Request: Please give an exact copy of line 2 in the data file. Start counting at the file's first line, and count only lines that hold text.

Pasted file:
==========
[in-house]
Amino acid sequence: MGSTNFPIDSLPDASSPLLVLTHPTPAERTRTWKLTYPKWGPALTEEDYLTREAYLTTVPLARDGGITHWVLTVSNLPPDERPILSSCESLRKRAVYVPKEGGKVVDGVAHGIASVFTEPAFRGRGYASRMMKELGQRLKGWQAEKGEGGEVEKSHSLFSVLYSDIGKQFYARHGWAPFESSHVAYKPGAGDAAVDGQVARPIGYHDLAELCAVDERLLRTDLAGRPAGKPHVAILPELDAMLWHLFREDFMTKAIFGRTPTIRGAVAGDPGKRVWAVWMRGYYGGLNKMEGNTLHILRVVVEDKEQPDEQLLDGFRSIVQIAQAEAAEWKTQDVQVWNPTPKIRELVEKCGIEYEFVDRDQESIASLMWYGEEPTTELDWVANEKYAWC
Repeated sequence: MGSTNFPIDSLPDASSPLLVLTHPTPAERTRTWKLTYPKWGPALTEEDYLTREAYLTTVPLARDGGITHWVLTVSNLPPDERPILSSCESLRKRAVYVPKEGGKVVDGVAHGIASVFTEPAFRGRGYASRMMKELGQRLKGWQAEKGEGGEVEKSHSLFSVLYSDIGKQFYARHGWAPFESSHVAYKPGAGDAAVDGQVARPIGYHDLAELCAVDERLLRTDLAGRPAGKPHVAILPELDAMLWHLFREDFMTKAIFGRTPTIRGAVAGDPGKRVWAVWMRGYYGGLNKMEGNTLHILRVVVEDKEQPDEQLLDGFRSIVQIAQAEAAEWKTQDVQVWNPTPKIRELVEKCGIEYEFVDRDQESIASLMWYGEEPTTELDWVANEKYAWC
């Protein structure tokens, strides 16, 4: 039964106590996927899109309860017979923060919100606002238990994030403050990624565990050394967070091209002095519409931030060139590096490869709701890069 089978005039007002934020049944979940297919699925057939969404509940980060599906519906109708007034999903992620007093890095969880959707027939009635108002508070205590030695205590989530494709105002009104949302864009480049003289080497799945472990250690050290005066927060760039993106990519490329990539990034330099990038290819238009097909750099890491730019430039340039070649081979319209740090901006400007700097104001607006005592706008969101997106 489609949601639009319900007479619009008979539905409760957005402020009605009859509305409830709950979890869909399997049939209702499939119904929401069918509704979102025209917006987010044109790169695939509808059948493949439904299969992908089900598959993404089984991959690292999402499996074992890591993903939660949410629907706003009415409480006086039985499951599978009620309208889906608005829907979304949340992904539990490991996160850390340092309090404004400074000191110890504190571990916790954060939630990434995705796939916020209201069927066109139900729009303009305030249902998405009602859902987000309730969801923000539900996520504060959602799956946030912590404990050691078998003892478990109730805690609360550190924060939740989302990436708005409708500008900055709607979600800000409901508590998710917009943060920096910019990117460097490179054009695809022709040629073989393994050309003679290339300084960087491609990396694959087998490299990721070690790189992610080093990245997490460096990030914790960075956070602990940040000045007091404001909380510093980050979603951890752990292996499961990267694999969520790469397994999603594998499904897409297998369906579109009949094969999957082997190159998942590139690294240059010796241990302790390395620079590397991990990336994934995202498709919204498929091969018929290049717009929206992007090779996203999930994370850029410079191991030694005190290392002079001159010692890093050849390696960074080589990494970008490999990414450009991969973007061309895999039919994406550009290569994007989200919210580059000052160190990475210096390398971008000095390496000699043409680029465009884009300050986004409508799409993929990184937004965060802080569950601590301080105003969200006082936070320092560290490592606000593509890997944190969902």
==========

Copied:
Amino acid sequence: MGSTNFPIDSLPDASSPLLVLTHPTPAERTRTWKLTYPKWGPALTEEDYLTREAYLTTVPLARDGGITHWVLTVSNLPPDERPILSSCESLRKRAVYVPKEGGKVVDGVAHGIASVFTEPAFRGRGYASRMMKELGQRLKGWQAEKGEGGEVEKSHSLFSVLYSDIGKQFYARHGWAPFESSHVAYKPGAGDAAVDGQVARPIGYHDLAELCAVDERLLRTDLAGRPAGKPHVAILPELDAMLWHLFREDFMTKAIFGRTPTIRGAVAGDPGKRVWAVWMRGYYGGLNKMEGNTLHILRVVVEDKEQPDEQLLDGFRSIVQIAQAEAAEWKTQDVQVWNPTPKIRELVEKCGIEYEFVDRDQESIASLMWYGEEPTTELDWVANEKYAWC